Employees want clear expectations and feedback on how their actions impact the overall goal.
Make sure your employees understand what success looks like.
Do an audit of your current processes to identify areas where people feel stressed and overloaded.
Don’t assume that just because someone isn’t complaining doesn’t mean there aren’t problems.
Define objectives and measure progress
Objectives help people understand what they should be doing every day.
One of the challenges of managing remote employees is that it can be difficult to create clarity around work goals and objectives.
Without face-to-face interaction, it can be easy for miscommunication to occur and open up the possibility for work to start to drift off course.
When everyone is in the same office, it’s easy to stay on track and hold each other accountable. But when people are working remotely, it’s more important than ever to have clear goals and expectations. By setting objectives and milestones, you can help your team stay focused and productive.
One way to combat this is to use objectives to create clarity. By setting clear goals and milestones, you can help your team stay focused and on track.
Regular check-ins and progress reports can help to ensure that everyone is on the same page and that work is proceeding as planned.
Employees want to know how their work contributes to the overall success of the organization.
Clarity helps people understand what they should do every day.
Keep in mind that goals should be specific and measurable.
This has been the biggest help for me and the team members I work with remotely.
We’ve implemented a ticketing system where not only our clients can submit support requests, but also internal teams can also submit quantifiable deliverable requests to each other.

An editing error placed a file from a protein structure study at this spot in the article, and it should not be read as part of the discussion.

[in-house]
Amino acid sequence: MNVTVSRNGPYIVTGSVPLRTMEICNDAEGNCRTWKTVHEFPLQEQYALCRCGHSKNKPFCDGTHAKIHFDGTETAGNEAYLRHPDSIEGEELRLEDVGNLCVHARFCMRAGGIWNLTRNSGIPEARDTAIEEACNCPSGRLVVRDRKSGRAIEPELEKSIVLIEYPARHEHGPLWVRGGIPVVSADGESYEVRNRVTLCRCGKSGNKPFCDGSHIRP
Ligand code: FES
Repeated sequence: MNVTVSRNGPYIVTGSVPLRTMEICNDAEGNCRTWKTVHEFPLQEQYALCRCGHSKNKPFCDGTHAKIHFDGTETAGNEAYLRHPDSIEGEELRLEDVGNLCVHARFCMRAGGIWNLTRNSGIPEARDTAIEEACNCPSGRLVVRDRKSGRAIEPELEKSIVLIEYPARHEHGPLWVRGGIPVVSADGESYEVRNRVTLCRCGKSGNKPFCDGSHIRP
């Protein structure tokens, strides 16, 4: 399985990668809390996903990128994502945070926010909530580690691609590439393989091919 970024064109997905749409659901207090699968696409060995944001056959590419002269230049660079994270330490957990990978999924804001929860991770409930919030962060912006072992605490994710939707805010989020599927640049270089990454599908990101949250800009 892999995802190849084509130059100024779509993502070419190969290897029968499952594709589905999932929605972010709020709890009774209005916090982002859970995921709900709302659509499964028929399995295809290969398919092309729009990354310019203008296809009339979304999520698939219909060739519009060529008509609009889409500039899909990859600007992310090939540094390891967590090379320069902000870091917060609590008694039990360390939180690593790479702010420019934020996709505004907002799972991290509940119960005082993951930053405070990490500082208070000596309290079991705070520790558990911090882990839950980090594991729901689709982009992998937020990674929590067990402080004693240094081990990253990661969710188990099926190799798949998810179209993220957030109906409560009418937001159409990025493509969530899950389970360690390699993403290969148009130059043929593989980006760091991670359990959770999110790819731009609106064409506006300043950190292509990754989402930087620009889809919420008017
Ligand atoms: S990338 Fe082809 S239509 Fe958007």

We’ve used Freshworks for this along with a cocktail of an intranet, webforms, and email routing, and it’s been instrumental in helping us track and measure progress.
If you’re not sure whether or not your goals are clear enough, ask yourself these questions:
Are my goals too vague? Are they too broad? Do I know exactly what I’m supposed to accomplish?
Give regular updates about progress. It’s important to keep your employees updated with information about the project so they know what’s going on.
This can include status updates, progress reports, and any changes to the plan.
You might even consider having weekly meetings via video conference or phone call to discuss progress.
The key here is to communicate regularly. Employees appreciate knowing what’s happening and being able to see progress.
It’s important to let your employees know what’s happening with projects and tasks. This gives them a chance to see how their work impacts the company as a whole.
You might even consider using tools such as Trello or Basecamp to keep your team updated on project status and deliverables.
Communication is one of the most important aspects of management.
Make sure your employees know what’s expected from them and what they need to do to succeed.
A lack of communication can lead to confusion and frustration among your employees.
If you don’t provide feedback, your employees won’t know how well they’re performing.
They’ll also struggle to meet deadlines and complete assignments.
By providing regular feedback, you can help your employees improve and grow professionally.
Feedback doesn’t just mean telling someone what they did wrong.
Instead, give constructive criticism in a positive frame of reference and offer suggestions for improvement.
This will allow your employees to learn new skills and develop better habits.
Cultivate a connected and inclusive culture
One of the most important things you can do is to cultivate a connected and inclusive culture.
Make sure everyone feels like they’re part of the team, even if they’re not in the office every day. That means being open to communication and keeping lines of communication open.
Encourage employees to interact with each other, whether that’s through video conferencing, chatting online, or even just sending each other funny work-related memes. The more connected they feel, the better they’ll work together.
Create opportunities for team building, even if it’s just virtual happy hours or games. It’s important for remote employees to get to know and trust each other.
Inclusive culture helps remote workers feel part of the team so a budget for in-person visits can help build a sense of inclusion.
Building a real team and real camaraderie is essential for success despite the fact that they’re distributed in various locations because remote workers often feel lonely and disconnected from their colleagues.
Foster social interactions among your remote employees by hosting regular meetings, events, and other group activities.